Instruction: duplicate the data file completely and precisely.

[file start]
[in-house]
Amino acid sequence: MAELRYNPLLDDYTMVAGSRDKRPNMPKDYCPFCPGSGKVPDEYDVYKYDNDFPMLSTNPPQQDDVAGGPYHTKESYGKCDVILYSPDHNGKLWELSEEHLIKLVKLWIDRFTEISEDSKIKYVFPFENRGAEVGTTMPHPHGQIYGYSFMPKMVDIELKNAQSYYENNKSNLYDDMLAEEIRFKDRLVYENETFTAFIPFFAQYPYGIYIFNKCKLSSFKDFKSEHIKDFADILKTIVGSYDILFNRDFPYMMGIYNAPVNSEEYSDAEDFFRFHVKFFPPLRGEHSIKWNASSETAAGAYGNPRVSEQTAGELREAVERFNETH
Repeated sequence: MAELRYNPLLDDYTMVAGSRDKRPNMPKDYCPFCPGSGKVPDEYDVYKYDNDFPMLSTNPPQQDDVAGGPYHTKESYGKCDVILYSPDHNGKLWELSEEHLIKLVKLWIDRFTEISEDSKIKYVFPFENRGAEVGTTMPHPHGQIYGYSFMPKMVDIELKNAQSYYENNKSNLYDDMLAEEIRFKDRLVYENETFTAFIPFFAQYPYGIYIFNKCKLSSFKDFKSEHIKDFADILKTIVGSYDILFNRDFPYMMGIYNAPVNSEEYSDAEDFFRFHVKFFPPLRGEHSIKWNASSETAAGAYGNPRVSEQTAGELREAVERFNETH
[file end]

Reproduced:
[in-house]
Amino acid sequence: MAELRYNPLLDDYTMVAGSRDKRPNMPKDYCPFCPGSGKVPDEYDVYKYDNDFPMLSTNPPQQDDVAGGPYHTKESYGKCDVILYSPDHNGKLWELSEEHLIKLVKLWIDRFTEISEDSKIKYVFPFENRGAEVGTTMPHPHGQIYGYSFMPKMVDIELKNAQSYYENNKSNLYDDMLAEEIRFKDRLVYENETFTAFIPFFAQYPYGIYIFNKCKLSSFKDFKSEHIKDFADILKTIVGSYDILFNRDFPYMMGIYNAPVNSEEYSDAEDFFRFHVKFFPPLRGEHSIKWNASSETAAGAYGNPRVSEQTAGELREAVERFNETH
Repeated sequence: MAELRYNPLLDDYTMVAGSRDKRPNMPKDYCPFCPGSGKVPDEYDVYKYDNDFPMLSTNPPQQDDVAGGPYHTKESYGKCDVILYSPDHNGKLWELSEEHLIKLVKLWIDRFTEISEDSKIKYVFPFENRGAEVGTTMPHPHGQIYGYSFMPKMVDIELKNAQSYYENNKSNLYDDMLAEEIRFKDRLVYENETFTAFIPFFAQYPYGIYIFNKCKLSSFKDFKSEHIKDFADILKTIVGSYDILFNRDFPYMMGIYNAPVNSEEYSDAEDFFRFHVKFFPPLRGEHSIKWNASSETAAGAYGNPRVSEQTAGELREAVERFNETH